By the looks of the most recent nationwide polling, the Republicans may well have the makings of a new guard to choose from to take on the Democrats in 2016. And it is shaping up to be a relatively young field of candidates, especially when compared to the most talked about likely Democratic nominees. But while the Republicans may have the new faces to appeal to a younger, broader slice of the electorate, they remain divided on how, and if the GOP should change itself to be more competitive in the future.
Nonetheless, it is ironic that the GOP, which has lost the youth vote in the last three presidential elections by double digits, has a younger potential field of candidates than the Democrats, who have carried Millennials and GenXers in the last three elections.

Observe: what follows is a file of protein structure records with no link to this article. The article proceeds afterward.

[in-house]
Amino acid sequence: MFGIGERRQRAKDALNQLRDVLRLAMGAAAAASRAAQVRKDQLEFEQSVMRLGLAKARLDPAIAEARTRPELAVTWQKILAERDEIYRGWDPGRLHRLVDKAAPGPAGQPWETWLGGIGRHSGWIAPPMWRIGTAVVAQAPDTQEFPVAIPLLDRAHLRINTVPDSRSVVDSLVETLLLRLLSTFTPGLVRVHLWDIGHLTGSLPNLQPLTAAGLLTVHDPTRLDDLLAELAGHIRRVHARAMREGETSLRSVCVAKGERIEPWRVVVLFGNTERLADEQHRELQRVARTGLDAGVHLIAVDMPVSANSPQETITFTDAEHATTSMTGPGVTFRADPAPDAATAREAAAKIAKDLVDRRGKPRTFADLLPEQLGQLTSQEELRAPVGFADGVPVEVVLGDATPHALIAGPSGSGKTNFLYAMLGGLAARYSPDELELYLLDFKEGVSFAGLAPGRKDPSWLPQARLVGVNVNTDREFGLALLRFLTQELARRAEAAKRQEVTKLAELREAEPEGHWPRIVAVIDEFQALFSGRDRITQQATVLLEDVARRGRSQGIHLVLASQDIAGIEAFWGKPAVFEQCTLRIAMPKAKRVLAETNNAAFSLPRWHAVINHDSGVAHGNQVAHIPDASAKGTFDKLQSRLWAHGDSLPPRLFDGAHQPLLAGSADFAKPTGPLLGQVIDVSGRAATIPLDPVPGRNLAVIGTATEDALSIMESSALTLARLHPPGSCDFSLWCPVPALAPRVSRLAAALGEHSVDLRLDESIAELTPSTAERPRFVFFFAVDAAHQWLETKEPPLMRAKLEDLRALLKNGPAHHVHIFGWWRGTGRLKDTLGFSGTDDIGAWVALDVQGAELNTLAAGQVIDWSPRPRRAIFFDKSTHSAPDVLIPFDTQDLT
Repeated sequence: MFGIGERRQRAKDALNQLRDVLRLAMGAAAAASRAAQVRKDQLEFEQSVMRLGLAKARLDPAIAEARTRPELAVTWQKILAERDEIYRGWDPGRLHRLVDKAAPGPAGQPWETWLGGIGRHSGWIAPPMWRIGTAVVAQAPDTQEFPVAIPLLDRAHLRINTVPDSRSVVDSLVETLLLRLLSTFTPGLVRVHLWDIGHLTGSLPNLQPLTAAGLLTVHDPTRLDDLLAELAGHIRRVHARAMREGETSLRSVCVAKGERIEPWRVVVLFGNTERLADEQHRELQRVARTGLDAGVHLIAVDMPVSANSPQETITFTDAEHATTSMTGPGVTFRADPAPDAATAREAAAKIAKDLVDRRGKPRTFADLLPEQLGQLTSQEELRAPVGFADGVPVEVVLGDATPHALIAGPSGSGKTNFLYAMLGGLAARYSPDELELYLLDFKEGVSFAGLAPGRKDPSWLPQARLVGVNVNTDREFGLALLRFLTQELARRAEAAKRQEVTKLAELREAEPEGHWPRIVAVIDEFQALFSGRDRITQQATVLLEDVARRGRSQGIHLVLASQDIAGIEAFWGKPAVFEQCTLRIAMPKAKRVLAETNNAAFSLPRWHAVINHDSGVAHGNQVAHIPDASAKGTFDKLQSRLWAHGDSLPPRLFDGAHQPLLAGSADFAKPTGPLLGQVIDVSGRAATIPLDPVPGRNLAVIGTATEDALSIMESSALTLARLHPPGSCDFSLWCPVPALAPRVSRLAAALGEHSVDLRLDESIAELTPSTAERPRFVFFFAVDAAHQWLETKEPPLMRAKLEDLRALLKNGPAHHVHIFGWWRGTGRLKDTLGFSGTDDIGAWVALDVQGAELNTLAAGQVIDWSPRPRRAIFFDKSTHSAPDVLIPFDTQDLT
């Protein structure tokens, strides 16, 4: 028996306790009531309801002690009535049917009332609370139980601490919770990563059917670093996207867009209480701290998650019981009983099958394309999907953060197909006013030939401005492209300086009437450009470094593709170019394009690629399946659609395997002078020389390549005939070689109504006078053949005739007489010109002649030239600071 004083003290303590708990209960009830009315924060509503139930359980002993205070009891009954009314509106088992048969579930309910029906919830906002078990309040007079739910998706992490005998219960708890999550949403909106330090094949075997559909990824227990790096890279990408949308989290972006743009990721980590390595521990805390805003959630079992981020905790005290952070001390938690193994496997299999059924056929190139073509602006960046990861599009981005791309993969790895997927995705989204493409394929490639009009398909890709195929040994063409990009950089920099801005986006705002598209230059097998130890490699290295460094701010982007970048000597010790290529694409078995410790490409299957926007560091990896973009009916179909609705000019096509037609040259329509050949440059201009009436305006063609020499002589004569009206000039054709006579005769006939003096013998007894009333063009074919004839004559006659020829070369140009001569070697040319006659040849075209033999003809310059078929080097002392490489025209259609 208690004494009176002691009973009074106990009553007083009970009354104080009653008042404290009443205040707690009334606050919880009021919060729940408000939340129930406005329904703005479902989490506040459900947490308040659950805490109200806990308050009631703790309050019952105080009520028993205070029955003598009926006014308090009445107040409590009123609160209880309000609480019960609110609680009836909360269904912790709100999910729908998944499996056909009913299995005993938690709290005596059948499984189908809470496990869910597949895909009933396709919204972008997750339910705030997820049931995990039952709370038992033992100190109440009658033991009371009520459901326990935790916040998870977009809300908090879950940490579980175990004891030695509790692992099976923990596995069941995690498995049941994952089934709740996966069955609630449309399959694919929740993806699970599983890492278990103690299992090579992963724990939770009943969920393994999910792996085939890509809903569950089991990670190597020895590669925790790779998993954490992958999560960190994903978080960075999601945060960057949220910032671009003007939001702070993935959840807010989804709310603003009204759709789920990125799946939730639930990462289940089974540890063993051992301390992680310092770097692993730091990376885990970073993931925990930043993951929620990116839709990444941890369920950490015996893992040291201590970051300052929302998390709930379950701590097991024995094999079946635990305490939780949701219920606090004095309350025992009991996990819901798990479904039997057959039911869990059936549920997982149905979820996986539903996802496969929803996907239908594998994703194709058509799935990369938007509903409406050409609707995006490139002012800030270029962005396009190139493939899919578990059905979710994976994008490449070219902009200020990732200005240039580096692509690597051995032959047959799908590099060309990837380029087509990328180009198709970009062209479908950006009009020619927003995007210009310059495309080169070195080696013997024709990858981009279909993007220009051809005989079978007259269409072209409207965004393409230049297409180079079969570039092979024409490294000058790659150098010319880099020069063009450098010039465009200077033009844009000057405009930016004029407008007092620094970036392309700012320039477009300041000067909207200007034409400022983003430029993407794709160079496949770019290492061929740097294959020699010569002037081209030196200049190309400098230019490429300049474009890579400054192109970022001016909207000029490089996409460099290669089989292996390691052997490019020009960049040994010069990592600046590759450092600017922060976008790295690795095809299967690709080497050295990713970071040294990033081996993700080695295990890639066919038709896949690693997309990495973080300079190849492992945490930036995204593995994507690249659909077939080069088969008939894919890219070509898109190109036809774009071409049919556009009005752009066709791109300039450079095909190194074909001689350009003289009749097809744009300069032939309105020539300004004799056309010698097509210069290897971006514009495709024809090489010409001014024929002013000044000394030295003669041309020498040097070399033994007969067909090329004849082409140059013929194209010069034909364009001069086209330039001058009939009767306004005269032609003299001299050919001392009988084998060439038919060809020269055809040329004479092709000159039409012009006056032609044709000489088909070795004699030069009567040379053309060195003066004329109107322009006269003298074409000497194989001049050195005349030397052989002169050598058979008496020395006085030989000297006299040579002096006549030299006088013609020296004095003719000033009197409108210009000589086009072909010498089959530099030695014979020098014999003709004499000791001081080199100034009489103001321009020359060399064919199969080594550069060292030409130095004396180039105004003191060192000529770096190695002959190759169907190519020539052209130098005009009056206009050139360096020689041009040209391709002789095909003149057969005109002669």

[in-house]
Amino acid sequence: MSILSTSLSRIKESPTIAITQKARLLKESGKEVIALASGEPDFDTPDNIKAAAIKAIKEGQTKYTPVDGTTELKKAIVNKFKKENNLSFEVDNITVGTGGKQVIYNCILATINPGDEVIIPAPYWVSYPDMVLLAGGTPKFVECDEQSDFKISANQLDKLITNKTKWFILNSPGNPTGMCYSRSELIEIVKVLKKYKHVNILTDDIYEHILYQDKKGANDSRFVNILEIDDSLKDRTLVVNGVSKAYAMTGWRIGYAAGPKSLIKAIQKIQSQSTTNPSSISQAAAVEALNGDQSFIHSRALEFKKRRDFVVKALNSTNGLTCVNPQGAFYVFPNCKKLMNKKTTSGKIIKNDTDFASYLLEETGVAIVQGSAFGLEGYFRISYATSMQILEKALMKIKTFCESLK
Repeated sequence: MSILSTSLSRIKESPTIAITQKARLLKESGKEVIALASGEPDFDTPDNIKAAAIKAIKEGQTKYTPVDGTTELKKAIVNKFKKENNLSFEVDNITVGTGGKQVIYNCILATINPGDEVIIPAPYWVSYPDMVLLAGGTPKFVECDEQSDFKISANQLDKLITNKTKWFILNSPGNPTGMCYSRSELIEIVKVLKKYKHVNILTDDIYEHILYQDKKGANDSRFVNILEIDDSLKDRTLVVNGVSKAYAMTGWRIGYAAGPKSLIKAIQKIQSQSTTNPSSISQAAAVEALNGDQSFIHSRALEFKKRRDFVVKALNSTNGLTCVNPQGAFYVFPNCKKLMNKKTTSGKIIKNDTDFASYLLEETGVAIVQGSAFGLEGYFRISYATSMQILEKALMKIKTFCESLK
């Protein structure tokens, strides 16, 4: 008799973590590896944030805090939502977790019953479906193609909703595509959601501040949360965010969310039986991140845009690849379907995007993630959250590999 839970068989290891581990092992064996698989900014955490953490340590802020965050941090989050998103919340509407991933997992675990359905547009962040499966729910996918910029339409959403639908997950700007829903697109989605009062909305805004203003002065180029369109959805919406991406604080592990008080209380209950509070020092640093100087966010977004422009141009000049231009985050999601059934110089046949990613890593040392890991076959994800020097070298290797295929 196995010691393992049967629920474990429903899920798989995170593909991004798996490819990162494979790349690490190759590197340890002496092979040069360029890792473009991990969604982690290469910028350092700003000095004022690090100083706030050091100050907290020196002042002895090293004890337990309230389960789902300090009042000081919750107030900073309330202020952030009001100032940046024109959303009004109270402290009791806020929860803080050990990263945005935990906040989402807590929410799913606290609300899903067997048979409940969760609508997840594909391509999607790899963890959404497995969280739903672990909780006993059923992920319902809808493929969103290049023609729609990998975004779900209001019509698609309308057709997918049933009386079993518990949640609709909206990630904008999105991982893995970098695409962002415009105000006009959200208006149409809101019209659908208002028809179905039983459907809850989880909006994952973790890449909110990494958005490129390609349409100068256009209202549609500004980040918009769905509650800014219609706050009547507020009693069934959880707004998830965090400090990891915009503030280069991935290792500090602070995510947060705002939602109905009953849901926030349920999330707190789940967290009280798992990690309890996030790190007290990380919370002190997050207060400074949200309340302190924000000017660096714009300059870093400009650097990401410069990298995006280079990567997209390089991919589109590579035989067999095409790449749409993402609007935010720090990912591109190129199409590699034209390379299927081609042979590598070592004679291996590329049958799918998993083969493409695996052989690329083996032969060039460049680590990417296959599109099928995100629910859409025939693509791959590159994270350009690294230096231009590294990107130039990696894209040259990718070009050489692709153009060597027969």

Current Republican national leadership includes Rep. Paul Ryan (age 43) with a 65% favorable rating among Republicans and Independents who lean Republican according to a recent Pew Research Center survey. Not far behind Ryan is Sen. Rand Paul (age 50) who has a 55% favorable rating. He is closely followed by 42-year-old Sen. Marco Rubio with a 50% favorable rating. Gov. Chris Christie at age 50 gets a 47% favorable rating from the GOP faithful. In contrast, the Republican party’s older establishment leadership: House Speaker John Boehner (age 63) and Senate Minority Leader Mitch McConnell (71) get markedly lower ratings. The youngest Republican, Sen. Ted Cruz (age 40), is still not well known by most Republicans nationally.